US Holocaust museum gets $25 million donation

Funds from the William Levine family of Phoenix to go to educational programming

United States Holocaust Memorial Museum (Photo credit: Courtesy)
United States Holocaust Memorial Museum (Photo credit: Courtesy)

WASHINGTON – The United States Holocaust Memorial Museum will increase its educational programming in the US and abroad with a $25 million gift, the largest in the museum’s history.

The gift, from the William Levine family of Phoenix, will be used to expand and diversify its reach, especially to young people, according to the museum. The museum’s National Institute for Holocaust Education now will be called the Levine Institute for Holocaust Education.

Levine is an investor and real estate developer who founded Outdoor Systems, an outdoor advertising firm. He was appointed to the museum’s governing council by President George W. Bush in 2007.

“The Holocaust is receding in time and yet its lessons have never been more relevant and urgent than they are today as we witness rising anti-Semitism, hatred, and extremism. Complacency is not an option, and thanks to Bill Levine’s leadership and generosity, we can tackle the future with a very ambitious vision of reaching a global audience,” said museum director Sara Bloomfield.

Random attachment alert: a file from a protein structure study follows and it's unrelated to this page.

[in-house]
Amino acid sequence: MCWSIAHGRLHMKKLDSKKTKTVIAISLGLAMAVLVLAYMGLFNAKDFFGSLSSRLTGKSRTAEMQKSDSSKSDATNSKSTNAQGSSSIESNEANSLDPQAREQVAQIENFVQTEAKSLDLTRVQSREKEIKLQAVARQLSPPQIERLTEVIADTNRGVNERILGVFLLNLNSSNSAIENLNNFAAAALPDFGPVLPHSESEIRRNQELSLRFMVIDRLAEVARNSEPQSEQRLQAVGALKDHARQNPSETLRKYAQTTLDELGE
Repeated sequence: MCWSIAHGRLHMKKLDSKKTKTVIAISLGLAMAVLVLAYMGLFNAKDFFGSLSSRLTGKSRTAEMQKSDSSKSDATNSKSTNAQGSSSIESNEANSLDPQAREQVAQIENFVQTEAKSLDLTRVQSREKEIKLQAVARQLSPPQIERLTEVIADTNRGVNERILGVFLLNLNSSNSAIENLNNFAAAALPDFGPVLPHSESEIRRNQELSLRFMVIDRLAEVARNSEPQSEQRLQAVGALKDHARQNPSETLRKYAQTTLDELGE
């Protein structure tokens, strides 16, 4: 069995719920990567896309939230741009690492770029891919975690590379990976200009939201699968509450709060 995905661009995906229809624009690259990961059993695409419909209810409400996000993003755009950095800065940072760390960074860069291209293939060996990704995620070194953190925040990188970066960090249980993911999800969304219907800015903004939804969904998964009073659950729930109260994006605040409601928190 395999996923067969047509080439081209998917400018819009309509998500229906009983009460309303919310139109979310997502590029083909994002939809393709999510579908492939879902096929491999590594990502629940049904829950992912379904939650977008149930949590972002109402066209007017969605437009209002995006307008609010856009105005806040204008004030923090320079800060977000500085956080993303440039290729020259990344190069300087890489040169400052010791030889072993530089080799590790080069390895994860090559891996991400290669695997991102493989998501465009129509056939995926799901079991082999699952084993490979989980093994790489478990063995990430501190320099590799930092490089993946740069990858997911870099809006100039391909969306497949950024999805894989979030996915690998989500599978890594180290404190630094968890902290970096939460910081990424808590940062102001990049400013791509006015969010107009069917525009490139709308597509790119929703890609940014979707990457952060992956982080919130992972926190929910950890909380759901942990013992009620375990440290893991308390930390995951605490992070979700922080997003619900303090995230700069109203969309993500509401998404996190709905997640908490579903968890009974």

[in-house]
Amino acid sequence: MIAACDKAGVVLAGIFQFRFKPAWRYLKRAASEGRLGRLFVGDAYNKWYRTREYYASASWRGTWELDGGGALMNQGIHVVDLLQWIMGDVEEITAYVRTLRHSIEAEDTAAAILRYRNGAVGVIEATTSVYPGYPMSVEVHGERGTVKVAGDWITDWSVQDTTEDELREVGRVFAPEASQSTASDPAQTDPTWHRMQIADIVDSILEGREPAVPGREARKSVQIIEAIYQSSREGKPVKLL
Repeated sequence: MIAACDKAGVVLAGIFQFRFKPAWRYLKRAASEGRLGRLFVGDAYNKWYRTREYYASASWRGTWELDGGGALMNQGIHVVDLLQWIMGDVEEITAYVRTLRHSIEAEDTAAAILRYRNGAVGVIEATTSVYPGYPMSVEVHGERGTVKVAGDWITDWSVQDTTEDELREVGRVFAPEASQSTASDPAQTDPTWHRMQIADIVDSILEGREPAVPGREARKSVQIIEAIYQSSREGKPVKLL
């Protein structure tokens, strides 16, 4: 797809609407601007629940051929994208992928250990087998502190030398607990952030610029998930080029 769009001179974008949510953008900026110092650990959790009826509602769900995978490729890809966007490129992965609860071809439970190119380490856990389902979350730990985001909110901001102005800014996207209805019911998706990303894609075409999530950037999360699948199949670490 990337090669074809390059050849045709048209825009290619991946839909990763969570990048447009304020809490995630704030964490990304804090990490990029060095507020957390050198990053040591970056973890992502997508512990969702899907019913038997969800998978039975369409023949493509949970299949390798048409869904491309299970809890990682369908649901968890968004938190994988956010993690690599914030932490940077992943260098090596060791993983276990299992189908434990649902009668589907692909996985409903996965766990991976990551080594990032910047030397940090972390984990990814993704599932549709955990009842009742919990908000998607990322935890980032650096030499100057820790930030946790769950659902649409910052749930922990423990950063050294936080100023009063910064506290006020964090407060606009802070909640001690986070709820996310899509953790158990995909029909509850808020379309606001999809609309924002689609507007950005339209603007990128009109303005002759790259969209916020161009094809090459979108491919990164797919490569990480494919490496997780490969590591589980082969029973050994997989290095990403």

Levine’s involvement with the museum began with his support of scholarly research. “When I created the Ina Levine Scholar, my goal was to ensure that leading academics would take advantage of the museum’s incomparable archives to produce exciting new scholarship as the foundation for teaching new generations. This new gift brings that vision full circle,” said Levine.

“I have distinct memories of when I first learned about the Holocaust as a young student at the Yeshiva of Flatbush during World War II. It was hard to believe what was happening to the Jews of Europe. Even today it seems unthinkable, and that’s why education is so important. When the survivors and eyewitnesses are gone, it will become even more important,” said Levine.

The Levine Family gift is part of the museum’s $540 million campaign, led by honorary chair Elie Wiesel.

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